Personally, I have never run more than 6,000 miles in a single year, and that was well over a decade ago. I've never been one to set an annual mileage goal, whether in running or bicycling. And yes, there are cyclists who also set mileage goals each year. For instance, last year Amanda Coker, age 24, rode her bike the equivalent of almost four times around the Earth -- and she did it all on one stretch of road! She biked the seven-mile loop around Flatwoods Park in Tampa, Florida, almost every day for one year, to the tune of 13 hours and an average of 236.8 miles per day. That’s a total of about 86,500 miles. And for those doubting this is possible (you’re not alone), the Guinness World Records have already recognized her as the new record holder.

Beginning at 4 a.m. every morning, Amanda hopped on her bike and logged miles. On her slowest day, she clocked 55 miles -- and on her best day, 302 miles. Perhaps more impressive than the miles she logged is the fact that she accomplished it just six years after a near-fatal accident. In 2011, Amanda and her father were riding their bikes when they were struck from behind by a car. Amanda flew more than 50 feet and suffered a traumatic brain injury, spinal injury, broken leg, and lacerations. Her father suffered a fractured spine. The accident took Amanda out of cycling, but not for long. In 2015, after increasingly rigorous training rides, she biked 2,935 miles across the United States. And now, she has biked more miles in one year than anyone else has... an amazing 86,500 miles.

You may not be aiming to run 10,000 miles next year, or bike over 86,000 miles... but do make sure to get in regular activity to enhance your fitness!

Keep Reaching For Life's Mileposts,

Paul Staso

Wednesday, December 26, 2018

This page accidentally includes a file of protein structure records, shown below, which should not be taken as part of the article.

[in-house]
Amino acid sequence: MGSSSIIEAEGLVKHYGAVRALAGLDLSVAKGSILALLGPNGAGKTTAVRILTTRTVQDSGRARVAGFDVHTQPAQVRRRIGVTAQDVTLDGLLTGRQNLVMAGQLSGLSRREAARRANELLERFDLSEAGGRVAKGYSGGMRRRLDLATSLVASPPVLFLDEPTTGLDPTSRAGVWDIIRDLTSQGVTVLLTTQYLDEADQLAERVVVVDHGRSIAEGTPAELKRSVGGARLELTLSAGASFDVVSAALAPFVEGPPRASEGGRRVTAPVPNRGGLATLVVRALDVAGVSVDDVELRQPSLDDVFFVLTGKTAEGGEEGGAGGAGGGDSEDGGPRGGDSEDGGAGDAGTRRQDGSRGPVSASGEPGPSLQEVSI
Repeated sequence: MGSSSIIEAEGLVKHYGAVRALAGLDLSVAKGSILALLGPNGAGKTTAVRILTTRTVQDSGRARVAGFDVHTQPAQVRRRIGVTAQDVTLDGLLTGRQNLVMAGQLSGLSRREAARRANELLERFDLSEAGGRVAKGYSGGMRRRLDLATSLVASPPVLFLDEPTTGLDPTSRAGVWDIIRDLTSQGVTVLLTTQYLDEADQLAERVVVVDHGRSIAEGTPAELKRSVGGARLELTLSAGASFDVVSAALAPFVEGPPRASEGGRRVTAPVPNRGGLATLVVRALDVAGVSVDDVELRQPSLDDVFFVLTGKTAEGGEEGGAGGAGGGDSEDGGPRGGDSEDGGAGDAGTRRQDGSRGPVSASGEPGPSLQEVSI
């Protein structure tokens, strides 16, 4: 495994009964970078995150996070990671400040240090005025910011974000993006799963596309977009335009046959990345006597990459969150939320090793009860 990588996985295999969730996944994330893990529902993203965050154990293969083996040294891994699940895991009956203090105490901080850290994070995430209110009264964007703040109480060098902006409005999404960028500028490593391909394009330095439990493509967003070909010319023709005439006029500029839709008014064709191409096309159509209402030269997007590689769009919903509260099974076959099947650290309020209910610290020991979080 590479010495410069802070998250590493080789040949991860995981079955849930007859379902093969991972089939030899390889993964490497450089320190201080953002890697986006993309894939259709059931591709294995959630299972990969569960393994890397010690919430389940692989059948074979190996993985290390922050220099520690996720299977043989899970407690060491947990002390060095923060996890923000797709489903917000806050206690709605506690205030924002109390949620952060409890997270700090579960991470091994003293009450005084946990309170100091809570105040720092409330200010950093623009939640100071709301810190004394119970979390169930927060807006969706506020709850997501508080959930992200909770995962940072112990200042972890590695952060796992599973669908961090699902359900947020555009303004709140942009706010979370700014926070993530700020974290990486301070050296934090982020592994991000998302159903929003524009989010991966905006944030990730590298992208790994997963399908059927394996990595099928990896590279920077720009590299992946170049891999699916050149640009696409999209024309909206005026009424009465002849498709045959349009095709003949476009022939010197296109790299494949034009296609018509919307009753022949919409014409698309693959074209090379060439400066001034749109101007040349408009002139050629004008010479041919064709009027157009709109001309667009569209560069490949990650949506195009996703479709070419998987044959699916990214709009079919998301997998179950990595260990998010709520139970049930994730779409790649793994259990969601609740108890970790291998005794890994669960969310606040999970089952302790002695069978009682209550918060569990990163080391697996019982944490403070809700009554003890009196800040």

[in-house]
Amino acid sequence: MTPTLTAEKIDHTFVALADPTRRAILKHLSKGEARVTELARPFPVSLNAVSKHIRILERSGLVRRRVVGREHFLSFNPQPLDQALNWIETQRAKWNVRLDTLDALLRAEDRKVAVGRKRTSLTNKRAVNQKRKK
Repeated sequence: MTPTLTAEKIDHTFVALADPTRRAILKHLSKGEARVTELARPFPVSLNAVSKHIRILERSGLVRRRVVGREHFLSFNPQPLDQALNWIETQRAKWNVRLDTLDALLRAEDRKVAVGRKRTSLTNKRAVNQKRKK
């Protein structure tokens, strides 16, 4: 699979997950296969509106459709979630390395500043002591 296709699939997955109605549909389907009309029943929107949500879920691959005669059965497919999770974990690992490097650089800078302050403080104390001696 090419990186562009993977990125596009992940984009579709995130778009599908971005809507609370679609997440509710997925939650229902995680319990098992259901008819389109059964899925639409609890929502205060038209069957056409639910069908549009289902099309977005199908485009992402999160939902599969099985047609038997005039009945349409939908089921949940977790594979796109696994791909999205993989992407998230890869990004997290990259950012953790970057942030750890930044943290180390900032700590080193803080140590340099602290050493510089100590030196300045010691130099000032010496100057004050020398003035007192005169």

The Most Successful People Don't Set Goals

A few months ago, Jennifer Cohen wrote an article for Forbes magazine, and she titled it, "The Most Successful People Don't Set Goals -- They Do This Instead." The title caught my attention because I've always considered myself a goal setter. With the new year quickly approaching, there are countless people setting goals for 2019. Today, I want to share with you the writing by Ms. Cohen and perhaps you'll find value in her thoughts... and something to take with you into the new year.

The Most Successful People Don't Set Goals -- They Do This Instead...

Setting goals without setting intentions is a waste of time. While setting goals is fixated on the future, setting intentions keeps you grounded and present in the moment.

In order to achieve optimal success and stay in alignment with your values, your goals should be accompanied by daily intentions. Setting a goal is black and white -- you either achieve it, or you don’t. Intentions, however, come from a growth mindset, and they set the standard for how you live and act, regardless of whether or not you achieve a set goal. The big difference here is that intentions are rooted in values, not external outcomes, and they keep your attention in the present, not the future. While accomplishing goals everyday may not be feasible, intentions are flexible and ever-changing, leaving you plenty of freedom to re-evaluate.

Setting intentions can be like preparing for a big meeting. You don’t know if the meeting will go as planned, but you get your ducks in a row anyway. In this scenario, you could set an intention that regardless of how the meeting goes, you will be receptive, flexible and will easily be able to resolve anything that comes up. If you keep this mentality throughout the day, you can feel confident that you held true to who you are, regardless of the meeting’s outcome. Setting intentions allows you to actively participate in living out your values in each and every moment.

As Murphy’s law states, anything that can go wrong, will. Some days, that means spilling your coffee and running late to the office, and other days it might look like bombing a presentation. As this well-known law says, issues and unpleasant circumstances will arise. But what you don’t want is a domino effect where one negative situation turns into a whole day that follows just like it. When you set intentions, you are more equipped to hold yourself accountable, and stay on track no matter what comes your way.

Intentions are powerful and setting them allows you to stay aligned with who you are and how you want to live. These same intentions also serve as reminders of the bigger picture and your personal values.